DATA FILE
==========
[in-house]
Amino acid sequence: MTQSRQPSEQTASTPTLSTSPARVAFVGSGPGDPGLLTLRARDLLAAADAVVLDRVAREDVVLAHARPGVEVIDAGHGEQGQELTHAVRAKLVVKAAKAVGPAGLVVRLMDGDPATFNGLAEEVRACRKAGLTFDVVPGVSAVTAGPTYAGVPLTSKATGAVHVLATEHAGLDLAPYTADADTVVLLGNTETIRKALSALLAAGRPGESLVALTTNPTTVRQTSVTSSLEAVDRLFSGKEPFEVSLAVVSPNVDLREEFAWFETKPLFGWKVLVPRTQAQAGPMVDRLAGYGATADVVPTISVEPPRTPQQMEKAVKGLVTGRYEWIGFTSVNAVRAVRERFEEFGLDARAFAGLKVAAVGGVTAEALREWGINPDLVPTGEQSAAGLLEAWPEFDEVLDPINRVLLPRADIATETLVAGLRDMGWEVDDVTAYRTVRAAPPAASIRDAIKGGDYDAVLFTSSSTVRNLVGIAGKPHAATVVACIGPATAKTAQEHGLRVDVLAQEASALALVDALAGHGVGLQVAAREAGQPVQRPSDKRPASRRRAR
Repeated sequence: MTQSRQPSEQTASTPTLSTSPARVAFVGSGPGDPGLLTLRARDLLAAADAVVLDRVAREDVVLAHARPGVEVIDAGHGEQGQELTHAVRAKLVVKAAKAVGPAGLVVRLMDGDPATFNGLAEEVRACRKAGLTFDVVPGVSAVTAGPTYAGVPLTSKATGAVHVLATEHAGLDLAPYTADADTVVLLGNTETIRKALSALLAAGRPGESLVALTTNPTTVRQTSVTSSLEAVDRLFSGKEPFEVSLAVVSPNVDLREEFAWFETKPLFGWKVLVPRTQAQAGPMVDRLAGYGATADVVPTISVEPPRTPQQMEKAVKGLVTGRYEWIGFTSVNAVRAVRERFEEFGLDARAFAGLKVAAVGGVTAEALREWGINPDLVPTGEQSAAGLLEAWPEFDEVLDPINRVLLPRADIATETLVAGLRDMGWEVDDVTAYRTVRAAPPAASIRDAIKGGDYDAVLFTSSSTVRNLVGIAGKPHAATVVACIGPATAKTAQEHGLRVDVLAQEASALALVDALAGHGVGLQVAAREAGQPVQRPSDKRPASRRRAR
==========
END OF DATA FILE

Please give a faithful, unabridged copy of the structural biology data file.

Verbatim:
[in-house]
Amino acid sequence: MTQSRQPSEQTASTPTLSTSPARVAFVGSGPGDPGLLTLRARDLLAAADAVVLDRVAREDVVLAHARPGVEVIDAGHGEQGQELTHAVRAKLVVKAAKAVGPAGLVVRLMDGDPATFNGLAEEVRACRKAGLTFDVVPGVSAVTAGPTYAGVPLTSKATGAVHVLATEHAGLDLAPYTADADTVVLLGNTETIRKALSALLAAGRPGESLVALTTNPTTVRQTSVTSSLEAVDRLFSGKEPFEVSLAVVSPNVDLREEFAWFETKPLFGWKVLVPRTQAQAGPMVDRLAGYGATADVVPTISVEPPRTPQQMEKAVKGLVTGRYEWIGFTSVNAVRAVRERFEEFGLDARAFAGLKVAAVGGVTAEALREWGINPDLVPTGEQSAAGLLEAWPEFDEVLDPINRVLLPRADIATETLVAGLRDMGWEVDDVTAYRTVRAAPPAASIRDAIKGGDYDAVLFTSSSTVRNLVGIAGKPHAATVVACIGPATAKTAQEHGLRVDVLAQEASALALVDALAGHGVGLQVAAREAGQPVQRPSDKRPASRRRAR
Repeated sequence: MTQSRQPSEQTASTPTLSTSPARVAFVGSGPGDPGLLTLRARDLLAAADAVVLDRVAREDVVLAHARPGVEVIDAGHGEQGQELTHAVRAKLVVKAAKAVGPAGLVVRLMDGDPATFNGLAEEVRACRKAGLTFDVVPGVSAVTAGPTYAGVPLTSKATGAVHVLATEHAGLDLAPYTADADTVVLLGNTETIRKALSALLAAGRPGESLVALTTNPTTVRQTSVTSSLEAVDRLFSGKEPFEVSLAVVSPNVDLREEFAWFETKPLFGWKVLVPRTQAQAGPMVDRLAGYGATADVVPTISVEPPRTPQQMEKAVKGLVTGRYEWIGFTSVNAVRAVRERFEEFGLDARAFAGLKVAAVGGVTAEALREWGINPDLVPTGEQSAAGLLEAWPEFDEVLDPINRVLLPRADIATETLVAGLRDMGWEVDDVTAYRTVRAAPPAASIRDAIKGGDYDAVLFTSSSTVRNLVGIAGKPHAATVVACIGPATAKTAQEHGLRVDVLAQEASALALVDALAGHGVGLQVAAREAGQPVQRPSDKRPASRRRAR